How are French Glacé Cherries made
In short: The production of French Glacé Cherries consists of replacing the fruit’s natural water content with sugar.
Important: Only firm-fleshed cherry varieties are used. These are easier to de-stem, and the stones are more easily removed, resulting in cherries staying whole throughout the candying process.
Step 1: The preparation of the fruit. After pitting, de-stemming and grading the cherries are plunged into boiling water to increase the permeability of the pericarp (the flesh and skin layer). The cherries are then refreshed in cold water.
Step 2: The cherries are left to steep in a series of sucrose and glucose syrups, each more concentrated than the last, in order to gradually replace the water content of the fruit by sugar. The absorption of sugars needs to be regular, slow and steady to avoid the risk of crystallisation.
The secret of French quality
It takes about 10 days for a tray of fresh cherries to become glacé cherries. This is achieved using a gentle, unhurried process perfected by French confectioners over the centuries. It is this that gives French Glacé Cherries their unique quality and taste.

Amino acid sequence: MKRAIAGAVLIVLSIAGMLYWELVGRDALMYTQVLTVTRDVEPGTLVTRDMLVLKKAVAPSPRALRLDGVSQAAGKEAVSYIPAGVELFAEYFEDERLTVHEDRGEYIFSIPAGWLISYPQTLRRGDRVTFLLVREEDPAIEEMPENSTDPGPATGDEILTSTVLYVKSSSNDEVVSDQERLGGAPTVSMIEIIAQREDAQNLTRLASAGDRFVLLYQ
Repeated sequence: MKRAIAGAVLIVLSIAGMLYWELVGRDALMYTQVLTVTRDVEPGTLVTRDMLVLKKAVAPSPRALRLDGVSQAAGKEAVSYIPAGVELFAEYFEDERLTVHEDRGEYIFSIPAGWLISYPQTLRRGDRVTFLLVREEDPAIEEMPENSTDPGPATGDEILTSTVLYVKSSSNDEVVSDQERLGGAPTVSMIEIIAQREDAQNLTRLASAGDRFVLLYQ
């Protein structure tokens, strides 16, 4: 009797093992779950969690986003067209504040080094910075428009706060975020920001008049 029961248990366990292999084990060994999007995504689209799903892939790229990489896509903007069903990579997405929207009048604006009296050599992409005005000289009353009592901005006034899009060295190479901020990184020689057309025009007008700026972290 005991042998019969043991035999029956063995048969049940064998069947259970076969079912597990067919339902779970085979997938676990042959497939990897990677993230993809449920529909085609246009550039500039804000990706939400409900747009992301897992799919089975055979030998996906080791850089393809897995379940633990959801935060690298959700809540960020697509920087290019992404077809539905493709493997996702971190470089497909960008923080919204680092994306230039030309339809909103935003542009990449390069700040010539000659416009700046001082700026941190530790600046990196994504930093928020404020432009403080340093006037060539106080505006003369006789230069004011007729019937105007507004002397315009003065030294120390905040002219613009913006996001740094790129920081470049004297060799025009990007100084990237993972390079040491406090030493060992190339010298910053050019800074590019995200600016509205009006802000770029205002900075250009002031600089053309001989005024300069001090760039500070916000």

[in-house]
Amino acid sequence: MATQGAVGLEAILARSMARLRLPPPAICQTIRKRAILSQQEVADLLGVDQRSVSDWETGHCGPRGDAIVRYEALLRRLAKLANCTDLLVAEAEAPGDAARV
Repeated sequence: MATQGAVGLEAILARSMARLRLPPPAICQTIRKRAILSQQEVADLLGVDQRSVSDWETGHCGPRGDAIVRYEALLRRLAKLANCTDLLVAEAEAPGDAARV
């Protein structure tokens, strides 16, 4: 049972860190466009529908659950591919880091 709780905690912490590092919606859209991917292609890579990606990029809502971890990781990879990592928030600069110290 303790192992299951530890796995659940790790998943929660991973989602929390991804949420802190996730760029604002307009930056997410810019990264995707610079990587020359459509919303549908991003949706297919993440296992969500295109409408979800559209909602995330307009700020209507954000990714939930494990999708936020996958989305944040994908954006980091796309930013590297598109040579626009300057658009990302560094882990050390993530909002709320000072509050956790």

By the time the candying process is complete, the sugar syrup will have steeped right through to the centre of the cherries, in what confectioners sometimes call “nourishment to the heart.”
The process ends by draining the cherries of excess syrup.
The French Glacé Cherries Quality Guarantee:
The production of French Glacé Cherries follows very high quality standards: the cleanliness of storage areas is strictly controlled and final sorting is carried out manually to ensure the quality of the finished glacé cherries.